Comment 77147

By Mahesh_P_Butani (registered) - website | Posted May 21, 2012 at 13:47:02

Thank to all here for continuing this conversation!

"Perhaps the best way to approach this is to help those of differing ideologies to look at the broader issues from other points of view, acknowledge the varying perspectives, find common ground, and discuss solutions from there?" ~ ScreamingViking

Couldn't have been said any better!

(A) In finding common grounds, we first need to understand how trust works and how to build it.

"Trust means enabling other people to take advantage of your vulnerabilities—but expecting that they will not do this."

"The deep requirement for economic progress is the development of trust among people... increase in trust among people would lead to an increase in the economy's wealth."

(B) Trust then has to be coupled with the art of persuasion. "Much of persuasion and other forms of changing minds is based on a relatively small number of principles."

"How we change what others think, feel, believe and do":

  • Alignment: When everything lines up, there are no contradictions to cause disagreement
  • Amplification: Make the important bits bigger and other bits smaller.
  • Appeal: If asked nicely, we will follow the rules we have made for ourselves.
  • Arousal: When I am aroused I am full engaged and hence more likely to pay attention.
  • Association: Our thoughts are connected. Think one thing and the next is automatic.
  • Assumption: Acting as if something is true often makes it true.
  • Attention: Make sure they are listening before you try to sell them something.
  • Authority: Use your authority and others will obey.
  • Bonding: I will usually do what my friends ask of me, without negotiation.
  • Closure: Close the door of thinking and the deal is done.
  • Completion: We need to complete that which is started.
  • Confidence: If I am confident, then you can be confident.
  • Confusion: A drowning person will clutch at a straw. So will a confused one.
  • Consistency: We like to maintain consistency between what we think, say and do.
  • Contrast: We notice and decide by difference between two things, not absolute measures.
  • Daring: If you dare me to do something, I daren't not do it.
  • Deception: Convincing by trickery.
  • Dependence: If you are dependent on me, I can use this as a lever to persuade you.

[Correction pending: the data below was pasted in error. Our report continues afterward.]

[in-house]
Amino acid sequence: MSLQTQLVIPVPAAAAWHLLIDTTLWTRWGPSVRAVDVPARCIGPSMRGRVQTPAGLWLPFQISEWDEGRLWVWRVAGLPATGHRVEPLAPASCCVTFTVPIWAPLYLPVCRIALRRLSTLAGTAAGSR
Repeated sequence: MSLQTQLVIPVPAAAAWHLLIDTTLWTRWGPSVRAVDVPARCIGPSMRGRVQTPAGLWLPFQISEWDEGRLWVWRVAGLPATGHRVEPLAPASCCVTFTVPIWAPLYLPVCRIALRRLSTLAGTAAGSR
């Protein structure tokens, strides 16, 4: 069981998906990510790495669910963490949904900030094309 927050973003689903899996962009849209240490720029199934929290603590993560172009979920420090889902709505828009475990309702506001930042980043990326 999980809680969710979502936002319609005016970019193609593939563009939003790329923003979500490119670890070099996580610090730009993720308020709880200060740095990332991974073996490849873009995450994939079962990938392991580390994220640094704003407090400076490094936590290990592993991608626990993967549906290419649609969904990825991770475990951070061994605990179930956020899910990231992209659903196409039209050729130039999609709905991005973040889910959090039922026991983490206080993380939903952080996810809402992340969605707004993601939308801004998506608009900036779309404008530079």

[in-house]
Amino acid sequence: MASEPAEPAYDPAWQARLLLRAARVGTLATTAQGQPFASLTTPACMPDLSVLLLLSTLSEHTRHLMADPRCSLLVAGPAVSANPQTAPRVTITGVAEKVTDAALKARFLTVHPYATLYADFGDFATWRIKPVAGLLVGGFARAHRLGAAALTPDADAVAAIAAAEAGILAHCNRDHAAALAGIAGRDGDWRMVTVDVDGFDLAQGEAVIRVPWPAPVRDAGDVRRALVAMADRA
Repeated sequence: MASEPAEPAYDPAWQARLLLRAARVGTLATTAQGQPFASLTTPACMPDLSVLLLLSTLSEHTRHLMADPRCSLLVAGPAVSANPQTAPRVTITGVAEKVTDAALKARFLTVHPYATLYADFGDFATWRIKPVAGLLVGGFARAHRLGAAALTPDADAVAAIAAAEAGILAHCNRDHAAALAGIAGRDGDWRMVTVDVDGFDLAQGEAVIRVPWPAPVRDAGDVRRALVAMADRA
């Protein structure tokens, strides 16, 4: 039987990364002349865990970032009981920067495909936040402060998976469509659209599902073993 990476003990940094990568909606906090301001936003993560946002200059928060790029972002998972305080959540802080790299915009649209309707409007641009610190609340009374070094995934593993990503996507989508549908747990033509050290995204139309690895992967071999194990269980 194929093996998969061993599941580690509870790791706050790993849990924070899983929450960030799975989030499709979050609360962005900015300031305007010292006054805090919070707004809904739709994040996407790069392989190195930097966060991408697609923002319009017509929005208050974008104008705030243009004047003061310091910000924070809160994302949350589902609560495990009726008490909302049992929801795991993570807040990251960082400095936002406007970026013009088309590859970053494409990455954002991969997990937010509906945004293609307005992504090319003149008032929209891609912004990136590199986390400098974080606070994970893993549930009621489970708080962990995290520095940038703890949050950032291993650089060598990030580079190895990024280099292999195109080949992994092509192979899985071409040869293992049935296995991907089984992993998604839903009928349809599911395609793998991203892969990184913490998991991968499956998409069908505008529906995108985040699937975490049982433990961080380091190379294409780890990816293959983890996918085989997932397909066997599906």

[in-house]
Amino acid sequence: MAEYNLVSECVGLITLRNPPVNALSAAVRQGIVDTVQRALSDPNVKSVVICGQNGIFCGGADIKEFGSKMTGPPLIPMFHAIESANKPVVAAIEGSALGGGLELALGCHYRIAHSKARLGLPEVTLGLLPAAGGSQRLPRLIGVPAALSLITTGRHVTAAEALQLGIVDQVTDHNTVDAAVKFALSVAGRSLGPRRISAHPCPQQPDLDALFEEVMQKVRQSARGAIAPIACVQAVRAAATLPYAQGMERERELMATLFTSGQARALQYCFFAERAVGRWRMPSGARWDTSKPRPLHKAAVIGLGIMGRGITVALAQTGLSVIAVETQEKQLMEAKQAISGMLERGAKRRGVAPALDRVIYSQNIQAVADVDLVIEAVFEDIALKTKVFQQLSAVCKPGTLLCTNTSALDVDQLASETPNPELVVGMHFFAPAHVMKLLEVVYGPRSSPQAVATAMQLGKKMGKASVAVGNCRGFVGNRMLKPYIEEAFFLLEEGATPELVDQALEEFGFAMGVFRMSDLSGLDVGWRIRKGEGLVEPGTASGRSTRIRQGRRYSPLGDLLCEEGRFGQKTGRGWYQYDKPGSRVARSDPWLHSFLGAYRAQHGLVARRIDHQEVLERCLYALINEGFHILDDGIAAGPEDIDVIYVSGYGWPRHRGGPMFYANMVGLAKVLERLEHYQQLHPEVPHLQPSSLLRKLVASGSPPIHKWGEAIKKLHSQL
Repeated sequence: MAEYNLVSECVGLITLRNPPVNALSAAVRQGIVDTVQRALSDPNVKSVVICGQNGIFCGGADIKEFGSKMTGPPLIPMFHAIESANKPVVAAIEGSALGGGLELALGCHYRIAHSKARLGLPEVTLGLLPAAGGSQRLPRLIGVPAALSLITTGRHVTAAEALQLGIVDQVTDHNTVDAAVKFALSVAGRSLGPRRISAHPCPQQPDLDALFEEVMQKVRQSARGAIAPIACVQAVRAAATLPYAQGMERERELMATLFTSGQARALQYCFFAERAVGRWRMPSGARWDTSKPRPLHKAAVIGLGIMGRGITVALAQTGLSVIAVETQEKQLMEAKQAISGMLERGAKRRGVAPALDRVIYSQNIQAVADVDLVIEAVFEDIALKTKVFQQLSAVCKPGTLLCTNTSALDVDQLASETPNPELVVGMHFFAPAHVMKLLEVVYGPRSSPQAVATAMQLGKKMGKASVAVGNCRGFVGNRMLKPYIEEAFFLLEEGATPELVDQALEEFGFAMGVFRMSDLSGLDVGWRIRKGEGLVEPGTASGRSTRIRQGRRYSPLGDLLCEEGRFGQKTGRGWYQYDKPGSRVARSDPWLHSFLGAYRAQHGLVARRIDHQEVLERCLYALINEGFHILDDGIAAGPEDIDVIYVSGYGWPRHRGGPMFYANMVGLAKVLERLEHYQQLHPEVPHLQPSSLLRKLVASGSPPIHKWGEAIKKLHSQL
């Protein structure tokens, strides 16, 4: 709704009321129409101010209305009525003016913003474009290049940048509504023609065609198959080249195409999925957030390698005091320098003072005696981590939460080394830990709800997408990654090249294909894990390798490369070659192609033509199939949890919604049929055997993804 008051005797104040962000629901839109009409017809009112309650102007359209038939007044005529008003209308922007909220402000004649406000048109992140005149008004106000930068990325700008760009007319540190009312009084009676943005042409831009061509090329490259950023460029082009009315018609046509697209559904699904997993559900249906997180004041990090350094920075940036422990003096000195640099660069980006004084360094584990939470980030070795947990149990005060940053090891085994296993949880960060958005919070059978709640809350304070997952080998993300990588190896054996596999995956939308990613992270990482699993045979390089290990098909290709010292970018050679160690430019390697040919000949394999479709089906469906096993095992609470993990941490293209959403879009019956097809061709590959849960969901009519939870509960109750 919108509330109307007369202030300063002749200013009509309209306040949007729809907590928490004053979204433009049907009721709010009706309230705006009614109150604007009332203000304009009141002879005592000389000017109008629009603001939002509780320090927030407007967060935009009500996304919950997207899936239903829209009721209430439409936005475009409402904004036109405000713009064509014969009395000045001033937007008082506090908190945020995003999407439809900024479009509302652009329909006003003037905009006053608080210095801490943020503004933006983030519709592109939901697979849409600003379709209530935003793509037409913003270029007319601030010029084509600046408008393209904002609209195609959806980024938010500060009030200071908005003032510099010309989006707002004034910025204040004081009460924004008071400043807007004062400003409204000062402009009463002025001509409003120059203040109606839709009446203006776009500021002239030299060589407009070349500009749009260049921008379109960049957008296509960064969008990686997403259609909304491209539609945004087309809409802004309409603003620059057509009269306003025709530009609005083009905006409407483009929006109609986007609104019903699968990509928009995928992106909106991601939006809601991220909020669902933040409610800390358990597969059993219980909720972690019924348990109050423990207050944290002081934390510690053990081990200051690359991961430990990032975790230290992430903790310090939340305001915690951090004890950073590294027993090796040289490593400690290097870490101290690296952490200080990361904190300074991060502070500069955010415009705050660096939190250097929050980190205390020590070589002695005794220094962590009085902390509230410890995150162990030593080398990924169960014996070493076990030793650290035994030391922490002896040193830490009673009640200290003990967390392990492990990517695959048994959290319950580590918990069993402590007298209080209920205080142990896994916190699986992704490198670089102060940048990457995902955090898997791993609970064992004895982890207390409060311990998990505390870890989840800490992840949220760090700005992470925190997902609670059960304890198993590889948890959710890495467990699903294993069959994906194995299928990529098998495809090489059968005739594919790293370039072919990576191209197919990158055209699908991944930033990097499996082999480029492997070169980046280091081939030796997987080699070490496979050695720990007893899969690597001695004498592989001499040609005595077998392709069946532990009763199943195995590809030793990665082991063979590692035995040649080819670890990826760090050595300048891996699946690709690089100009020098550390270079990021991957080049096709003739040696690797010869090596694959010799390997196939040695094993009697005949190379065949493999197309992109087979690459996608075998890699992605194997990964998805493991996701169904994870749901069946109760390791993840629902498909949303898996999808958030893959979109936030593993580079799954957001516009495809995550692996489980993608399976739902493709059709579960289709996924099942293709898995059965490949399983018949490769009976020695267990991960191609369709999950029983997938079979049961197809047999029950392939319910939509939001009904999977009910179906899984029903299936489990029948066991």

• Distraction: If I distract your attention, I can then slip around your guard.
  • Evidence: I cannot deny what I see with my own eyes.
  • Exchange: if I do something for you, then you are obliged to do something for me.
  • Experience: I cannot deny what I experience for myself.
  • Fragmentation: Break up the problem into agreeable parts.
  • Framing: Meaning depends on context. So control the context.
  • Harmony: Go with the flow to build trust and create subtle shifts.
  • Hurt and Rescue: Make them uncomfortable then throw them a rope.
  • Interest: If I am interested then I will pay attention.
  • Interruption: Break the flow.
  • Investment: If I have invested in something, I do not want to waste that investment.
  • Involvement: Action leads to commitment.
  • Logic: What makes sense must be true.
  • Objectivity: Standing back decreases emotion and increases logic.
  • Obligation: Creating a duty that must be discharged.
  • Ownership: I am committed to that which I own.
  • Passion: Enthusiasm is catching.
  • Perception: Perception is reality. So manage it.
  • Persistence: In all things, persistence pays.
  • Positivity: Use positive methods.
  • Pull: Create attraction that pulls people in.
  • Push: I give you no option but to obey.
  • Repetition: If something happens often enough, I will eventually be persuaded.
  • Scarcity: I want now what I may not be able to get in the future.
  • Similarity: We trust people who are like us or who are similar to people we like.
  • Simplicity: Simple means easy to understand and agree.
  • Social Compliance: The pressure to conform.
  • Social Proof: When uncertain we take cues other people.
  • Specificity: People fill in the gaps in vague statements.
  • Substitution: Put them into the story.
  • Surprise: When what happens is not what I expect, I must rethink my understanding.
  • Tension: I will act to reduce the tension gaps I feel.
  • Threat: If my deep needs are threatened, I will act to protect them.
  • Trust: If I trust you, I will accept your truth and expose my vulnerabilities.
  • Uncertainty: When I am not sure, I will seek to become more certain.
  • Understanding: If I understand you, then I can interact more accurately with you.
  • Unthinking: Go by the subconscious route.

Mahesh P. Butani

Comment edited by Mahesh_P_Butani on 2012-05-21 13:48:50

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